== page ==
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Great Killing


List Price: $24.98
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$14.96 & FREE Shipping on orders over $35. Details Only 1 left in stock (more on the way). Ships from and sold by Amazon.com. Gift-wrap available.


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Great Killing + Eleven Samurai + Revenge
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Product Details

  • Format: Multiple Formats, Black & White, NTSC, Subtitled, Widescreen
  • Language: Japanese
  • Subtitles: English
  • Region: Region 1 (U.S. and Canada only. Read more about DVD formats.)
  • Number of discs: 1
  • Rated: Unrated
  • Studio: Animeigo
  • DVD Release Date: July 3, 2012
  • Run Time: 118 minutes
  • Average Customer Review: 4.0 out of 5 stars  See all reviews (4 customer reviews)
  • ASIN: B007XF0XXE
  • Amazon Best Sellers Rank: #59,634 in Movies & TV (See Top 100 in Movies & TV)

Special Features

None.

Editorial Reviews

The Great Killing (aka The Great Duel) A Shogunate Elder plots to rule Japan by making his puppet, the Shogun's brother Tsunashige, the next Shogun. The best strategist in Japan, Yamaga, leads a plot to stop the Elder, but his cabal is betrayed and most of the conspirators are captured and tortured. Now Yamaga and his few remaining swordsmen must battle through hundreds of guards in order to kill Tsunashige. He will need all of his wits to devise a strategy that provides even a glimmer of hope!

Customer Reviews

4.0 out of 5 stars
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Most Helpful Customer Reviews

4 of 4 people found the following review helpful By Joseph on August 5, 2012
If like me, you enjoyed the brilliant and original "13 Assassins" (1963) you will enjoy this similar sequel in Kudo Eiichi's "Samurai Revolution Trilogy". Like 13 Assassins, The Great Killing is slow yet remains gripping until it explodes into a violent frenzy. The film follows a planned assassination attempt on a corrupt official and build up towards it, the story is character-driven and and is slow but it builds up nicely and exposes the viciousness of those in charge as they torture the conspirators but our patience is awarded in a action fuelled climax. I have to totally disagree with the other reviewer if you can't take slow-burning Samurai films that don't watch this, but if you like interesting stories that build up the tension until it finally explodes watch this you won't be disappointed, Great transfer from Animego I look forward to them releasing the final in the trilogy, "11 Assassins." What shows in all of Kudo Eiichi's trilogy is his hate for the Feudal Lords who he exposes a vicious and cruel. Although 13 Assassins is the best in the series The Great Killing is very good sequel that requires patience yet enjoyable experience.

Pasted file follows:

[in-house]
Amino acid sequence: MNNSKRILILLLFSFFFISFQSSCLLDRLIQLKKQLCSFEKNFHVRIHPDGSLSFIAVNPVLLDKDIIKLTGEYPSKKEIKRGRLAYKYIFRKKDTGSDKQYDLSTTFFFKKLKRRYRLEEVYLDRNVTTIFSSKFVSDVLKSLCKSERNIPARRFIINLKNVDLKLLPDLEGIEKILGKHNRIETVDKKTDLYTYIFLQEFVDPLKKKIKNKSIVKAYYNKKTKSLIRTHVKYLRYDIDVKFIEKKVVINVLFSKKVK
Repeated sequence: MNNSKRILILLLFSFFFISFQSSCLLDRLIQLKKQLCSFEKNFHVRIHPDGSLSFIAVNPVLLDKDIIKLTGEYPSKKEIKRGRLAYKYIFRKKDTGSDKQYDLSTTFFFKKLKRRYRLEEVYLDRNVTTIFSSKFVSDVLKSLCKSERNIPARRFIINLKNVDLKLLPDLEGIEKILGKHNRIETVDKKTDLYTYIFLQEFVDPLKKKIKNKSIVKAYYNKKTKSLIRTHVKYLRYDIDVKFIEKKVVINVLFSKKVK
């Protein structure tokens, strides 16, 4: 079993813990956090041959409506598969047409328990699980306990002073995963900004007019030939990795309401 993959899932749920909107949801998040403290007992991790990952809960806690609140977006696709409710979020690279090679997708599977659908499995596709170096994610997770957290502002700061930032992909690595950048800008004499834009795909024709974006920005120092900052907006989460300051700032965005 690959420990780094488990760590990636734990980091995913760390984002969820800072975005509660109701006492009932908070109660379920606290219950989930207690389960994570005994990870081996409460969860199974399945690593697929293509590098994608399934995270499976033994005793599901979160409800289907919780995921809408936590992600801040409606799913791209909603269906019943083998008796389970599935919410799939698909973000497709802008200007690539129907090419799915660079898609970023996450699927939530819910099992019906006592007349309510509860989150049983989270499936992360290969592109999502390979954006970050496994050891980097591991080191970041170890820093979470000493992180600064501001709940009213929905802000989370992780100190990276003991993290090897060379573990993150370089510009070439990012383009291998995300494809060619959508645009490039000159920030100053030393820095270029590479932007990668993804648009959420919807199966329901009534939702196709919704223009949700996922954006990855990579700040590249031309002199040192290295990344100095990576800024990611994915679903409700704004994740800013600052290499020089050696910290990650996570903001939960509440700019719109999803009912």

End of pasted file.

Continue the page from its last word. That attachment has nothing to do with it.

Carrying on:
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1 of 1 people found the following review helpful By Malo Bo on May 21, 2014
The second film in Eiichi Kudo's Samurai Trilogy (1963 - 1966) is fittingly among the minor gems of 1960s samurai films. The follow-up to the excellent "13 Assassins" is one of the more challenging and rewarding works of its time, alongside Tadashi Imai's two films, the 1963 Golden Bear award-winning "Bushido: The Cruel Code of the Samurai" and 1964's lesser known "Revenge." I agree with the other reviewer, this is basically a must-watch film for fans of the Samurai genre. It's not Kurosawa, but it is impressive and worthy of recommendation.
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A classic brutal Samurai film. Harsh story of revenge and a trail of slaughter as all involved try desperately to end their enemies lives. By the end will really have you thinking. Good character development and personal drama right up there with 12 angry men. Many tough choices are faced and the revenge certainly gets out of hand. Excellent ending. Will not disappoint.
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3 of 6 people found the following review helpful By F. Salazar on July 29, 2012
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I am a fan of jidai-geki and chambarra. Availability of new movies of this type in the West is rare -- there is the occasional gem like "13 Assassins" of 2010, but its not often something new comes up you want to add to your collection. With this in mind I had high hopes for "the Great Killing". The director, Eiichi Kudo, directed the *original* 13 Assassins, and because of vaguely positive review on IMDB, where it is described as "breathtakingly austere and grueling". I expected a film that was grueling for the characters, not for the viewers. The start of the film, where the corruption of the "Great Elder" is first established is interesting. The 90 minutes that follow are impenetrable and painfully slow. There are well-done scenes here and there, as when one of the anti-corruption conspirators, knowing he faces certain death the next day in the attack on the bad guys, kills his wife and children to spare them a more grisly death at the hands of the enemy. Still, the movie plods along. Then after all that the final battle is frankly not very satisfying. There is none of the skill or dramatic technique you see in the best films. The director seems to have gone for a "realistic" style where the battle is very confused and consists of exhausted people flailing their swords desperately. Staging half the battle in a chest-deep river doesn't help.

To sum up, I can't really recommend this film. If you are a jidai-geki completist, you may want to get it. But for entertainment, any of Mifune's post-Kurosawa moves, like Red Lion or Samurai Assassin are much better.
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